Our Fashion program director Katherine Soucie founder of Sans Soucie Textile + Design was invited to present her INHERITED collection 2019/20 at Toronto Fashion Incubator’s (TFI) London Fashion Week showcase at Canada House in Trafalgar Square.
TFI’s first London event took place in February 2018 and attracted notable attendees such as renowned fashion journalist and influencer Hilary Alexander, buyers from Net-a-Porter, Wolf and Badger, Debenhems and several smaller UK and US boutiques.
Each season, a curated collective of Canadians are featured at Canada House in London, UK, during London Fashion Week. This exceptional showcase provides international exposure for Canada’s talented designers and an opportunity to meet and network with UK industry, retail buyers, sales agents, media and industry VIP.
Katherine Soucie is an award-winning Vancouver, Canada based artist + designer + entrepreneur specializing in the transformation of textile industry waste. She studied Fashion Design in London and Toronto before furthering her studies in Textiles and Visual Art in Vancouver.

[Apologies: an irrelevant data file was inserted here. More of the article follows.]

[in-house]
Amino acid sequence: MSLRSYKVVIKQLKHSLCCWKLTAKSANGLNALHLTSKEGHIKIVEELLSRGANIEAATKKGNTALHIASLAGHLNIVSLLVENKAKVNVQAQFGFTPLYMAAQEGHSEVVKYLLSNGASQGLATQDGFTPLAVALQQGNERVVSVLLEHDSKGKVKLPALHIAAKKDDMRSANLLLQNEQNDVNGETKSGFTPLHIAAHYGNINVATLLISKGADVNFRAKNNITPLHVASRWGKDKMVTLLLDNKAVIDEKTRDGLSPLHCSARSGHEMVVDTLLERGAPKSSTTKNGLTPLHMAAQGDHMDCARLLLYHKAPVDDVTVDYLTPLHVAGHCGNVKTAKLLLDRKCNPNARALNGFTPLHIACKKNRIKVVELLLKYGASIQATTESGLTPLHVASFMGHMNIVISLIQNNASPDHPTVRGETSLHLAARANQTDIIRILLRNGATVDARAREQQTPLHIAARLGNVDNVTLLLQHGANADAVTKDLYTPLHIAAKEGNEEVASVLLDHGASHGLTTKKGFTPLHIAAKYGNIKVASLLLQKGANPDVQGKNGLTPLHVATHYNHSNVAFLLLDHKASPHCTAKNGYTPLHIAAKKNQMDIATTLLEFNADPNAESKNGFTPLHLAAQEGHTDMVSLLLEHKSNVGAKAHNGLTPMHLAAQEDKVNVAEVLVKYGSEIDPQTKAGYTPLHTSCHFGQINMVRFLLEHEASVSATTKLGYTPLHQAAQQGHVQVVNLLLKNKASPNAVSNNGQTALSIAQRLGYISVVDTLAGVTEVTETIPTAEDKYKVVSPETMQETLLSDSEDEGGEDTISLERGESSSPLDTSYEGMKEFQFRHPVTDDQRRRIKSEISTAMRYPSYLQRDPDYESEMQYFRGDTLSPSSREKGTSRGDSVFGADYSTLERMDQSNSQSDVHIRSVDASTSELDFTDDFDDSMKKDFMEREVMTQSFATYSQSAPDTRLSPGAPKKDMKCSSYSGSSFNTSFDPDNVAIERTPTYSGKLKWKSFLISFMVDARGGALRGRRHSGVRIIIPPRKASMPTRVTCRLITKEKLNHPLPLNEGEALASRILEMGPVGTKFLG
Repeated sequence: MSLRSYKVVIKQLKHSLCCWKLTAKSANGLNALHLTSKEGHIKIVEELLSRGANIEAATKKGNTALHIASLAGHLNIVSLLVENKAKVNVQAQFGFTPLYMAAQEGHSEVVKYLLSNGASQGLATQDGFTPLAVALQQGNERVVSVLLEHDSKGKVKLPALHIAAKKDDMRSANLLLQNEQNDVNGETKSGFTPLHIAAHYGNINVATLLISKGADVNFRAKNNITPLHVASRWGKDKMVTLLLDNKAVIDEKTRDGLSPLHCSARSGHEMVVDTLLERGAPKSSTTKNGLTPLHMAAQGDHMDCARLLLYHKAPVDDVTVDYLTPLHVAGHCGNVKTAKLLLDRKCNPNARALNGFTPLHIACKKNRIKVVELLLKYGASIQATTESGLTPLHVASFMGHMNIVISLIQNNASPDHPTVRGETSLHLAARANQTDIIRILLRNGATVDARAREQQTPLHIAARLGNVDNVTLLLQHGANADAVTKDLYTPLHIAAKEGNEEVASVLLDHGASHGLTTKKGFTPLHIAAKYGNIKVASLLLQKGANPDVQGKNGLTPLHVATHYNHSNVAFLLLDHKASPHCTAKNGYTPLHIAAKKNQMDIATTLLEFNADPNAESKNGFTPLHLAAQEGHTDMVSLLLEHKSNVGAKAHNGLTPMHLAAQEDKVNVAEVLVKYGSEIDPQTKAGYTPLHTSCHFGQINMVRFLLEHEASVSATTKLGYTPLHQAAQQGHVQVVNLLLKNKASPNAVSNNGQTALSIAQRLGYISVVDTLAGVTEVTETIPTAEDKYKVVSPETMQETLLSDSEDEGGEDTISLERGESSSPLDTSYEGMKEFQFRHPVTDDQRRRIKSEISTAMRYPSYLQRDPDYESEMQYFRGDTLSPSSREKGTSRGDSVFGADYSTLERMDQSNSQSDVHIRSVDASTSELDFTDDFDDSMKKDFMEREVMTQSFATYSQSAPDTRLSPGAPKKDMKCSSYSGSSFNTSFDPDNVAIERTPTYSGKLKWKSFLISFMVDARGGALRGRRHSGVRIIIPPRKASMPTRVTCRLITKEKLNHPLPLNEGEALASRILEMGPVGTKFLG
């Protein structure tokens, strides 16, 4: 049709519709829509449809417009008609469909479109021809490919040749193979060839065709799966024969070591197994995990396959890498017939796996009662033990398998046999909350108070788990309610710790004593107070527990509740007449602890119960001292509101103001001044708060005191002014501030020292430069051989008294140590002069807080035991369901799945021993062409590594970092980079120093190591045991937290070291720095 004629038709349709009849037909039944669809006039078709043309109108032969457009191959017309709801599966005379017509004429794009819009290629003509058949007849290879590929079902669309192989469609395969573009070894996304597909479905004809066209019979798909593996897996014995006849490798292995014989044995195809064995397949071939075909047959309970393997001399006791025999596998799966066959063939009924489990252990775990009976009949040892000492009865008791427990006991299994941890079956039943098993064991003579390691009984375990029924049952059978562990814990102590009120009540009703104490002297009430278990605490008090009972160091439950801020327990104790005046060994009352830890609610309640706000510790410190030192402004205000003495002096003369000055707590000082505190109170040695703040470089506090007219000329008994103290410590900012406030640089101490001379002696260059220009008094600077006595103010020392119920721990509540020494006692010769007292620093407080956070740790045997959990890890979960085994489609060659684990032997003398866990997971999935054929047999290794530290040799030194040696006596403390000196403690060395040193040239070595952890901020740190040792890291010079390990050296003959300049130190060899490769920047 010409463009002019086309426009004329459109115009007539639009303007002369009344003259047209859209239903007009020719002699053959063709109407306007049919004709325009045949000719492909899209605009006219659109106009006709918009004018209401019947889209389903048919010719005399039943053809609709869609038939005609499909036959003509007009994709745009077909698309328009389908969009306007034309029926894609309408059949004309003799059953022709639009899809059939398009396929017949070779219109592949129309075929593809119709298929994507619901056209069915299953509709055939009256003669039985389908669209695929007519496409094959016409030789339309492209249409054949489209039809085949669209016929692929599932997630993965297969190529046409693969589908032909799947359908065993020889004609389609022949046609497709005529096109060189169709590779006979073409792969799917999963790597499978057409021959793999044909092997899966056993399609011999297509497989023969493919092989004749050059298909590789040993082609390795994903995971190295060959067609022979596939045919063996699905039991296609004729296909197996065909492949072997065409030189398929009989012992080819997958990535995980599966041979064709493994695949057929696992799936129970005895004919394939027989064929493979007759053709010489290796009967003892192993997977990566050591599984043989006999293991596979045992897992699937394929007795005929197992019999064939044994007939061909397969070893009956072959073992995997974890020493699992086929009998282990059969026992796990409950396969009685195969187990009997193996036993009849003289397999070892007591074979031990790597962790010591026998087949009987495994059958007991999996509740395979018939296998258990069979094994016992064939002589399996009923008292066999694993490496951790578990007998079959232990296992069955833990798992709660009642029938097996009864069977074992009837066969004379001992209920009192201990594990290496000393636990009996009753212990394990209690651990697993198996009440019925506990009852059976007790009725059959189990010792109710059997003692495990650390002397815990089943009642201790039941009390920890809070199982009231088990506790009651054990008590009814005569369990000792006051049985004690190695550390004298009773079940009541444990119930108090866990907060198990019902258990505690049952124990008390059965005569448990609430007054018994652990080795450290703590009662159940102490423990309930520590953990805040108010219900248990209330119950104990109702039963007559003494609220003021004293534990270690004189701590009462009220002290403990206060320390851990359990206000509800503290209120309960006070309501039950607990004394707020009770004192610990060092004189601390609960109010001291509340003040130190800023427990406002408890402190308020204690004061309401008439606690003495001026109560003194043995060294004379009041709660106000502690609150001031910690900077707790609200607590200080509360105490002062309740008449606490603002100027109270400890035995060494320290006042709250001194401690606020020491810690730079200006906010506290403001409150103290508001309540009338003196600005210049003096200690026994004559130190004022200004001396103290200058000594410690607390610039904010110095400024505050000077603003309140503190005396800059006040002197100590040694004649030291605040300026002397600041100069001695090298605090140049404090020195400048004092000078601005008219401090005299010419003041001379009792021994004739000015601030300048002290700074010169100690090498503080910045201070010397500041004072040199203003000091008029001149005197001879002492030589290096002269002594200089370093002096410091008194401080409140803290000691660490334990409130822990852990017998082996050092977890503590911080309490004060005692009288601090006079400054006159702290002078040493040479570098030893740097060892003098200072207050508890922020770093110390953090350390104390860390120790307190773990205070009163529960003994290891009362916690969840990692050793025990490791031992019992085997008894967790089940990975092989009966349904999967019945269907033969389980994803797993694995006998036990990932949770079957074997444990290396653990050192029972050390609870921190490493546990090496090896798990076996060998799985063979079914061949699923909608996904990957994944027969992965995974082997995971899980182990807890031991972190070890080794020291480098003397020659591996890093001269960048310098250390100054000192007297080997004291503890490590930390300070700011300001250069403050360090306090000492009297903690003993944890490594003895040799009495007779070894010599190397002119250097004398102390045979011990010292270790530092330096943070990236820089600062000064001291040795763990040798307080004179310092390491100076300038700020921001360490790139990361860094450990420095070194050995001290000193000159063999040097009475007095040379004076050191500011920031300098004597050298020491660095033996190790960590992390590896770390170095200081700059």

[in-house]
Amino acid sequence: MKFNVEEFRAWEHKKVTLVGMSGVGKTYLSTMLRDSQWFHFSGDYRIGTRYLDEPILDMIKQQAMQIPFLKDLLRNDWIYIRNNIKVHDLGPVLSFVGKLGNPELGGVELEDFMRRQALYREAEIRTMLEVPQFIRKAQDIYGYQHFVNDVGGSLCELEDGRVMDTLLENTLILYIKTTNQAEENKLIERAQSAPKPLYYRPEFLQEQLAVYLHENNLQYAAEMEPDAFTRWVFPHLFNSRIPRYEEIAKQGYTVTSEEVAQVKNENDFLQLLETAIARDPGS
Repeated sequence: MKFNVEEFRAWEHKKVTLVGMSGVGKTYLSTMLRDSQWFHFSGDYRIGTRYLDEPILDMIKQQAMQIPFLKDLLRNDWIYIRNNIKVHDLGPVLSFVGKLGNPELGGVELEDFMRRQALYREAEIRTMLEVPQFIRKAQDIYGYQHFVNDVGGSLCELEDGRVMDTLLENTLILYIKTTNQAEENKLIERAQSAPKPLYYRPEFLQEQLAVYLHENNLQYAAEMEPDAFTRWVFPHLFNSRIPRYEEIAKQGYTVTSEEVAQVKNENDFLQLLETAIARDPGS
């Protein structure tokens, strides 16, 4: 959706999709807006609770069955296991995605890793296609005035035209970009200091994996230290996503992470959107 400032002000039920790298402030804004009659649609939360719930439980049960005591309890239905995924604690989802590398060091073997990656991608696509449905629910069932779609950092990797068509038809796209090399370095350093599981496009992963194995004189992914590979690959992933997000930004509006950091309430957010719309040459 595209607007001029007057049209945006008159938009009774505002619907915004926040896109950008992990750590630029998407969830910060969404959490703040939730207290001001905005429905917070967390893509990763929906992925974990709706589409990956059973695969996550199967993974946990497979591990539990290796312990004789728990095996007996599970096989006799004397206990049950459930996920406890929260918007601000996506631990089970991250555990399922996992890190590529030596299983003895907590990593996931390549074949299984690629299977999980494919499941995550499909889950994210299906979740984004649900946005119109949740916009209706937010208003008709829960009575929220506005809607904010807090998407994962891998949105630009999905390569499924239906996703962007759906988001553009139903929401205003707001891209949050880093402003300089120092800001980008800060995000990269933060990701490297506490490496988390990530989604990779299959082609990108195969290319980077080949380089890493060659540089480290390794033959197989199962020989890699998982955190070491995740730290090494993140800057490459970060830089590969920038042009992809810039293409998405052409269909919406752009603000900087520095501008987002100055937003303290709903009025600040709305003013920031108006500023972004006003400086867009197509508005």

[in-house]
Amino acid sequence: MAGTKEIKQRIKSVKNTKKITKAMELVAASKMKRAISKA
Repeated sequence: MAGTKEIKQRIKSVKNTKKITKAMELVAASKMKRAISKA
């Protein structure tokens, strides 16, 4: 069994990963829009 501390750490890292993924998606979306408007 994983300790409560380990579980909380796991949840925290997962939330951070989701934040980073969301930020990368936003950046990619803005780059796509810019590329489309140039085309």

In 2003, Soucie established a zero-waste textile design company, Sans Soucie, which translates from French to “worry free” or “without a care”. This studio focuses on the development of a proprietary textile process she incubated while she was a student. Her process involves the recycling of pre-consumer hosiery mill waste (aka. pantyhose) using environmentally friendly artisanal processes. This waste is reconstructed into new cloth and made into clothing, accessories, home decor and 3D forms. This unique textile has only been made available for use under the house label and not produced anywhere else in the world.
“I am a designer who transforms waste, utilizes obsolete clothing and textile machinery and incorporates traditional artisanal techniques to produce a Canadian cultural product that not only represents my story, but that of where we live and the society, we live in.”- Katherine Soucie
This collection tells the story of empowerment through movement. It speaks to the valuable role that materials serve us emotionally, physically, spiritually and culturally. It has the ability to establish community and share knowledge in ways that connects us each and every day – past, present and the future.